Yondu Udonta may be blue all over, but Michael Rooker’s anything but.
Hot off the phenomenal success of Marvel’s “Guardians of the Galaxy,” the veteran character actor’s been enjoying a bit of a victory lap: he’d already recently been heaped with praise for his recurring can’t-look-away stint on AMC’s mega-hit “The Walking Dead” as the volatile Merle Dixon, when his frequent collaborator James Gunn (who’s directed Rooker in most of his projects, including notable roles in cult favorites “Slither” and “Super”) tapped him to play the equally dangerous but more likeably roguish, azure-skinned leader of the Ravagers.
Taking a moment to reflect on his newfound moment in the sun in conjunction with “Guardians'” home video release, Rooker — who first grabbed Hollywood’s attention in the late ’80s in films like “Henry: Portrait of a Serial Killer” and “Mississippi Burning” — spoke with CBR News and made one thing perfectly clear: he’s ready to head forward, especially when it comes to reprising the role of Yondu.
CBR News: Michael, tell me what life has been like for you in the wake of “Guardians” becoming such a sensation.
Michael Rooker: Oh, dude, it’s been a joy. Of course, you know, I’ve been riding this wave of popularity, because of “The Walking Dead” and Merle Dixon, but now all of a sudden, that wave curls, and there’s an even bigger wave. That’s what it feels like. “Guardian’s of the Galaxy” is one of these mega-waves that pop up, and every surfer wants to hop on top of that thing and ride it. Right now, Yondu is riding along with the entire cast of “Guardians of the Galaxy.” It’s amazing. It’s just a thrill of a lifetime, so I’m having a great time.
I know it’s going to be a little bit before you guys get back into action, but how eager are you to return to that character? It seemed like a role that you really had a lot of fun bringing to life.
I’m ready, man! I was thrilled to do it the first time, and to get a chance to expand on that role as Yondu is going to be a dream come true — a second coming, because the first one was my dream come true, doing Yondu from “Guardians of the Galaxy.” So now, we get a chance to expand on the role; it’s going to be another amazing, amazing experience.
We spoke with James Gunn, and he mentioned that he had really elaborate thought out notions about Yondu and his band of Ravagers. Has he shared much of that with you, or is everything still a kind of discovery? Has he given you a bit of the big picture?
[You mean] the big picture of Yondu and where Yondu was from and going and all this stuff? Every now and then he tosses me a little bone. He’s teasing me: “Come here, Rooker — you wanna know something? Come here, here. Let’s see how high you can jump. Come on, jump for it, boy!” [Laughs]
Every now and then we chat a little bit and we talk a little bit about stuff, but no I haven’t gotten [any hints] — you guys probably got way more than I know!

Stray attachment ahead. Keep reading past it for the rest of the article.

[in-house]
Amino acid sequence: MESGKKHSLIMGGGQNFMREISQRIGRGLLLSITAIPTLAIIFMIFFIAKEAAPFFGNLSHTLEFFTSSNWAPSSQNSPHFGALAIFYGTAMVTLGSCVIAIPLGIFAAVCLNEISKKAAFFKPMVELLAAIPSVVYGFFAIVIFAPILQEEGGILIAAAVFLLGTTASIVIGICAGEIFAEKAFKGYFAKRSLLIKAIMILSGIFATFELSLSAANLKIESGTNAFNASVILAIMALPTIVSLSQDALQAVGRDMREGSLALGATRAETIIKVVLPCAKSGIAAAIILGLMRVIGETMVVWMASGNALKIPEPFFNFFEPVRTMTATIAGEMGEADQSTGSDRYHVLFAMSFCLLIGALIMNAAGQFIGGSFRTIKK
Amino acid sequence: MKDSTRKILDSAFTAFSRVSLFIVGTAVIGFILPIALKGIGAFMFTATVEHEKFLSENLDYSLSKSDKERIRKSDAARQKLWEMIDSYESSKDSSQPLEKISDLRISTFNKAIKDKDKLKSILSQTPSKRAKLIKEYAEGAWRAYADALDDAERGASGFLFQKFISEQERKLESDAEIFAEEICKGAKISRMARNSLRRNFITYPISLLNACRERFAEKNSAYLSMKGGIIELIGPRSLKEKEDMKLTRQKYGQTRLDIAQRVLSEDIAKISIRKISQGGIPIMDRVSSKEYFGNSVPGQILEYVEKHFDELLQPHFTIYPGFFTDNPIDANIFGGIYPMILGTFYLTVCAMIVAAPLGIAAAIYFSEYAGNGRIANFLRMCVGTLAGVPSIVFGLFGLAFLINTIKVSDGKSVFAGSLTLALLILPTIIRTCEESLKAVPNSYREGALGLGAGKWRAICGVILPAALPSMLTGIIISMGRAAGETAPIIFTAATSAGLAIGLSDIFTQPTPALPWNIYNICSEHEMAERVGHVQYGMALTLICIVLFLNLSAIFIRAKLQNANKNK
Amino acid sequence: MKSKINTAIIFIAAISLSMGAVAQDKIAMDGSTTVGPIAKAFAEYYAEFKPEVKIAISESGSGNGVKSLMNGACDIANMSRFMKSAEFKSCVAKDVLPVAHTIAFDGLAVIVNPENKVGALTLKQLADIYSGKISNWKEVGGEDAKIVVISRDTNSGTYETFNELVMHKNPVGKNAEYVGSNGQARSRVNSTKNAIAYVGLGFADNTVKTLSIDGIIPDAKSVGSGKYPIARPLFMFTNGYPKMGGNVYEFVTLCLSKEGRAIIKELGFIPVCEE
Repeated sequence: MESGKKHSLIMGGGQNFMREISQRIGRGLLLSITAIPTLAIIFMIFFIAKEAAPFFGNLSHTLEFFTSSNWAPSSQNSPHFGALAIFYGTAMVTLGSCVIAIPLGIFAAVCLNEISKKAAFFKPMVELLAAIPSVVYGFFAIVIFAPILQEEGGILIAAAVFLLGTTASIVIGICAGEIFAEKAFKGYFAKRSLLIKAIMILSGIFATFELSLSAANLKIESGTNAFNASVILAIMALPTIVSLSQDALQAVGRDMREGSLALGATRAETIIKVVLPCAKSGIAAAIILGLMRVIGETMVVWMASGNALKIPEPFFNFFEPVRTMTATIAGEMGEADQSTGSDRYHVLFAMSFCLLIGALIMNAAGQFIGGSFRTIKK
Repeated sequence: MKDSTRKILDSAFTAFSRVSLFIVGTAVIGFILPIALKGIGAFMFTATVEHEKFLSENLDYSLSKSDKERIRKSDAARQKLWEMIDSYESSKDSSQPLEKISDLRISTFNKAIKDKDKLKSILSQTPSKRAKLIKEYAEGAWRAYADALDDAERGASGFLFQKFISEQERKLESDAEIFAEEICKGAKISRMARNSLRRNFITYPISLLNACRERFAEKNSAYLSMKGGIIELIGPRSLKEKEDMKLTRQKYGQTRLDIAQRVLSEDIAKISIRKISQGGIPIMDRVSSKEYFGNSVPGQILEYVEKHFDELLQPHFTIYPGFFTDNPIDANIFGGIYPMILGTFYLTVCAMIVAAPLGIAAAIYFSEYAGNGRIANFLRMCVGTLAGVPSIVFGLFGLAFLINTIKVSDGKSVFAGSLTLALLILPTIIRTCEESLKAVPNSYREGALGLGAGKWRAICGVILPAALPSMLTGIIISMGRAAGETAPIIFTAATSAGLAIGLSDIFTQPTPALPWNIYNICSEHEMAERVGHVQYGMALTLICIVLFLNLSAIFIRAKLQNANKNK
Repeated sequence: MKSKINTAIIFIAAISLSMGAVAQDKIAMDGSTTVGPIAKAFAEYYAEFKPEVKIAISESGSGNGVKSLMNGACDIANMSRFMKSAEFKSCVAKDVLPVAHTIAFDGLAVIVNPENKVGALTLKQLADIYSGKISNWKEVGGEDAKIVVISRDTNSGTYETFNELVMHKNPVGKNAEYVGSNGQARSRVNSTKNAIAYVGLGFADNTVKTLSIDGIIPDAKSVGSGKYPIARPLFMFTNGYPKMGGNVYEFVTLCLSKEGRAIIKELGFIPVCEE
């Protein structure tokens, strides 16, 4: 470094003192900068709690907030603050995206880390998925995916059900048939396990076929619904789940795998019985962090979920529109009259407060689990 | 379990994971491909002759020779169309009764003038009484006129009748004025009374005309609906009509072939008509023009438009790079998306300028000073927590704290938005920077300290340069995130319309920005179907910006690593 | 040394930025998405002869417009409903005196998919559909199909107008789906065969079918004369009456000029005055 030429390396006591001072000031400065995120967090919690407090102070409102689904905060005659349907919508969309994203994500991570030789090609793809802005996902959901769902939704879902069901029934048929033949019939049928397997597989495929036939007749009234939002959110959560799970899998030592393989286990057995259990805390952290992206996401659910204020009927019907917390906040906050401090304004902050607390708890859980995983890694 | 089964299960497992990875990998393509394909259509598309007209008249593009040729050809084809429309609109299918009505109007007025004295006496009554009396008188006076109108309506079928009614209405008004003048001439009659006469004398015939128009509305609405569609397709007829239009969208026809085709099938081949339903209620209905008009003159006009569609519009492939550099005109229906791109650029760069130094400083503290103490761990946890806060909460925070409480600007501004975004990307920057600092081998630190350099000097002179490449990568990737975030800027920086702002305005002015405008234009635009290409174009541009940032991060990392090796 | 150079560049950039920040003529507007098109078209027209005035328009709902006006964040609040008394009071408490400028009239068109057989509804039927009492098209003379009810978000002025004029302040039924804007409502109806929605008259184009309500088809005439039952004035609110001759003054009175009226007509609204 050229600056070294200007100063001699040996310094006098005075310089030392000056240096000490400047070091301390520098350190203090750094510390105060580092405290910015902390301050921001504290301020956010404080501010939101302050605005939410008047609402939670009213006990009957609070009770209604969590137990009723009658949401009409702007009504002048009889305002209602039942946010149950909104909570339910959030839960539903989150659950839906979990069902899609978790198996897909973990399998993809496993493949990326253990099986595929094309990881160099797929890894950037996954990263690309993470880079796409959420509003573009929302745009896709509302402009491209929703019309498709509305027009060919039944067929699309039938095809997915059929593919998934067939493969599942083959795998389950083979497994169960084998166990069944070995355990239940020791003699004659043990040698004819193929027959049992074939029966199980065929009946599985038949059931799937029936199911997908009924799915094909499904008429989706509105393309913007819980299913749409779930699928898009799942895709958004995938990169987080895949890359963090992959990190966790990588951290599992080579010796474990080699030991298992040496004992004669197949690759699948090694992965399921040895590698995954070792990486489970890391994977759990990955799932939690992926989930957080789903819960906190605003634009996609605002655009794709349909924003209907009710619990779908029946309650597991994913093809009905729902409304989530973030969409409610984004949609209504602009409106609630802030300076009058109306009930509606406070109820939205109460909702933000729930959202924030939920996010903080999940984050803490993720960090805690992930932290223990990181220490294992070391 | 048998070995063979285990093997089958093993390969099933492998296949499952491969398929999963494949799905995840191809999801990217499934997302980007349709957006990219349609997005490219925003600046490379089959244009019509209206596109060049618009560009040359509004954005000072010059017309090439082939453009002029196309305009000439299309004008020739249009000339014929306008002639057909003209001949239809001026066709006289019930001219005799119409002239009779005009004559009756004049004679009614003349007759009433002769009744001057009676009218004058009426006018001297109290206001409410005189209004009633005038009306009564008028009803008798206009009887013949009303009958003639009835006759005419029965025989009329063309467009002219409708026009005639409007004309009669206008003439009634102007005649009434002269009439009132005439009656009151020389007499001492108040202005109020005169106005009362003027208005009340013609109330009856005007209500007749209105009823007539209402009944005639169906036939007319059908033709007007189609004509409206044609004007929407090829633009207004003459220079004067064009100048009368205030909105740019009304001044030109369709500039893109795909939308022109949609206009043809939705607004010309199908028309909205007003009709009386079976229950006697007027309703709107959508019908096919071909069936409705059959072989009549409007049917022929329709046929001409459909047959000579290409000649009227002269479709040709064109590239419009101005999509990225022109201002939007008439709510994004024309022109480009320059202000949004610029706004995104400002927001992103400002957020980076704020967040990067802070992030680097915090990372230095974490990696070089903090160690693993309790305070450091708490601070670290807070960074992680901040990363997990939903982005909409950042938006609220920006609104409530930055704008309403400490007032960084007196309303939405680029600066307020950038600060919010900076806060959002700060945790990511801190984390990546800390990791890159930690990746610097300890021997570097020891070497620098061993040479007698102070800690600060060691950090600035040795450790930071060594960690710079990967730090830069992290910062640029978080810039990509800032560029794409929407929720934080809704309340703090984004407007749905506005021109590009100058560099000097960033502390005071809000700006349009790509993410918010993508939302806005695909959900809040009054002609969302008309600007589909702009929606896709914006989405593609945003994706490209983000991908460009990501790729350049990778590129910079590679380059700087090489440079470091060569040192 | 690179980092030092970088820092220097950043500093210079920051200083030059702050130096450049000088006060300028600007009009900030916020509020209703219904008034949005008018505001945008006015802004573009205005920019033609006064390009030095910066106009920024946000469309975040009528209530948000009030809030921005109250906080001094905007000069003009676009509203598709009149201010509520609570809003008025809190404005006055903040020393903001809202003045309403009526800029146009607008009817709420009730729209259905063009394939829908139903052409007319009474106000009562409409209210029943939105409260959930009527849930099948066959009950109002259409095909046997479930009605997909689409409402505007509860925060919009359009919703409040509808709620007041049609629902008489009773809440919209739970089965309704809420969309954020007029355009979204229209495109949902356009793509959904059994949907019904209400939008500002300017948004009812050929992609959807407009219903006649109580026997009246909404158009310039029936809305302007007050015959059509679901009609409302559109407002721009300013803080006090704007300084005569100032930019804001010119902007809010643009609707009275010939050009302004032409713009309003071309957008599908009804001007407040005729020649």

You and James have been friends and colleagues for a while. What was it like to share the journey of this film, and especially the huge success of this film, with your good buddy.
Dude, every time I see him, I see how exhausted he is, and then I say, “Is it worth it?” And of course, it’s worth it. And so it’s just something that it’s just a lifetime experience that you just don’t want it to end and we get to go at it again in “[Guardians of the Galaxy] 2.” I’m ready and very excited and very pleased that [Chris] Pratt is riding that wave as well, and it’s beautiful. I mean, come on, working with Marvel and Disney — the resources that they can put to bear on a project is just phenomenal. It’s just amazing to be involved and to get to do it again.
It seems like you might get a lot of interesting offers and opportunities — both because of “Guardians of the Galaxy” and “The Walking Dead.” Have there been a lot of cool projects coming your way?
Well, I’m in the middle of a project right now, so if there are some cool projects out there that I haven’t heard about, bring them on, because I’ll be done in about three weeks. Okay guys?
What are you in the midst of right now?
I’m working on a project called “King Bolden.” It’s the Buddy Bolden story, who is one of the very first kings of jazz. Back in 1906, he played a cornet and was just the most happening cat in the world when it came to jazz, ragtime and all this stuff. He’s considered like the grandfather of jazz, first king of jazz, and we’re doing his story. It’s a very interesting, mystical story of this musician and very, very intriguing indeed.
You’ve always had fans, but as you mentioned, things were starting to really build after playing Merle and then with “Guardians.” What’s it been like to see these fans who’ve been following you and been rooting for you to get these great parts also revel in your success as you’ve interacted with them?